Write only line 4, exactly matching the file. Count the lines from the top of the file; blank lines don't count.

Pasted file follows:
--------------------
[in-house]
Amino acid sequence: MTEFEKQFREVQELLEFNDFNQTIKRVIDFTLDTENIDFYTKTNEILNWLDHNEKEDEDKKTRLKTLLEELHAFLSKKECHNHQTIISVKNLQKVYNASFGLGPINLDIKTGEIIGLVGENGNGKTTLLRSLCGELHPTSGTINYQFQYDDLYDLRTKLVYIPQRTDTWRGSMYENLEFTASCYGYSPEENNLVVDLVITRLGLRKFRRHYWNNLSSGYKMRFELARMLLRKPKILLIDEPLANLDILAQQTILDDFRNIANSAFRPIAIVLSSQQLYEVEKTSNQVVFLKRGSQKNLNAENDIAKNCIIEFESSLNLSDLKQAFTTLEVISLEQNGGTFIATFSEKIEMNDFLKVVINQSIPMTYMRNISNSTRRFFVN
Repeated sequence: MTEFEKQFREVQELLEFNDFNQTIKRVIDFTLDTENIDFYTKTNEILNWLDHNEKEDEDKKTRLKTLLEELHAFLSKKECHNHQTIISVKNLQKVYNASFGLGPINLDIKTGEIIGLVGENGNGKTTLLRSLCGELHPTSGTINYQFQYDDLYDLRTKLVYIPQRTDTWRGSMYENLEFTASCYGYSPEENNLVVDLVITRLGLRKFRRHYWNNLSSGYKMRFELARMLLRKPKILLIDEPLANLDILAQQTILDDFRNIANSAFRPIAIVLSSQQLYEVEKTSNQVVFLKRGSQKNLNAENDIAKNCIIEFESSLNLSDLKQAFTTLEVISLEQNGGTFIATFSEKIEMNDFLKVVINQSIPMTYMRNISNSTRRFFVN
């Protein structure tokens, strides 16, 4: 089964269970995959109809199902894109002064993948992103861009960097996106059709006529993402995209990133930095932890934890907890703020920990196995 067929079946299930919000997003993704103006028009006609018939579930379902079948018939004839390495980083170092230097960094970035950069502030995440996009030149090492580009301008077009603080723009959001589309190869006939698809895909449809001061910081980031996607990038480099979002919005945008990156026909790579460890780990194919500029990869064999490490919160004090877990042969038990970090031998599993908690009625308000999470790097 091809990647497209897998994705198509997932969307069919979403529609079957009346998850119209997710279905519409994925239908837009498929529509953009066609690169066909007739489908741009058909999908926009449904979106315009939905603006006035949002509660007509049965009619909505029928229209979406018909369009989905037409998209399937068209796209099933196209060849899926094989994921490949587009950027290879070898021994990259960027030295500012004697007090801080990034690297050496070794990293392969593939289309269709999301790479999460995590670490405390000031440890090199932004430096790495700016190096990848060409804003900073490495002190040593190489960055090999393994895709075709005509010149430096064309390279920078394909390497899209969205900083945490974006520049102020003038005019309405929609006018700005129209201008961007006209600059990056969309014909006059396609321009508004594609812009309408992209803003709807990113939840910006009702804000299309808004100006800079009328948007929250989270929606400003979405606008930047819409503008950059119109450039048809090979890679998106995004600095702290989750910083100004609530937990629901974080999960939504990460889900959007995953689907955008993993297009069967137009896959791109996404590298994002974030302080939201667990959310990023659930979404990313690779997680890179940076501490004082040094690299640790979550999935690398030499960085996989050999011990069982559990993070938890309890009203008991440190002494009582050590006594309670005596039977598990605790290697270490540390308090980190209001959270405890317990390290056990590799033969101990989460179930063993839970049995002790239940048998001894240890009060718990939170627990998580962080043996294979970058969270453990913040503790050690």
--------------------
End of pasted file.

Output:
């Protein structure tokens, strides 16, 4: 089964269970995959109809199902894109002064993948992103861009960097996106059709006529993402995209990133930095932890934890907890703020920990196995 067929079946299930919000997003993704103006028009006609018939579930379902079948018939004839390495980083170092230097960094970035950069502030995440996009030149090492580009301008077009603080723009959001589309190869006939698809895909449809001061910081980031996607990038480099979002919005945008990156026909790579460890780990194919500029990869064999490490919160004090877990042969038990970090031998599993908690009625308000999470790097 091809990647497209897998994705198509997932969307069919979403529609079957009346998850119209997710279905519409994925239908837009498929529509953009066609690169066909007739489908741009058909999908926009449904979106315009939905603006006035949002509660007509049965009619909505029928229209979406018909369009989905037409998209399937068209796209099933196209060849899926094989994921490949587009950027290879070898021994990259960027030295500012004697007090801080990034690297050496070794990293392969593939289309269709999301790479999460995590670490405390000031440890090199932004430096790495700016190096990848060409804003900073490495002190040593190489960055090999393994895709075709005509010149430096064309390279920078394909390497899209969205900083945490974006520049102020003038005019309405929609006018700005129209201008961007006209600059990056969309014909006059396609321009508004594609812009309408992209803003709807990113939840910006009702804000299309808004100006800079009328948007929250989270929606400003979405606008930047819409503008950059119109450039048809090979890679998106995004600095702290989750910083100004609530937990629901974080999960939504990460889900959007995953689907955008993993297009069967137009896959791109996404590298994002974030302080939201667990959310990023659930979404990313690779997680890179940076501490004082040094690299640790979550999935690398030499960085996989050999011990069982559990993070938890309890009203008991440190002494009582050590006594309670005596039977598990605790290697270490540390308090980190209001959270405890317990390290056990590799033969101990989460179930063993839970049995002790239940048998001894240890009060718990939170627990998580962080043996294979970058969270453990913040503790050690």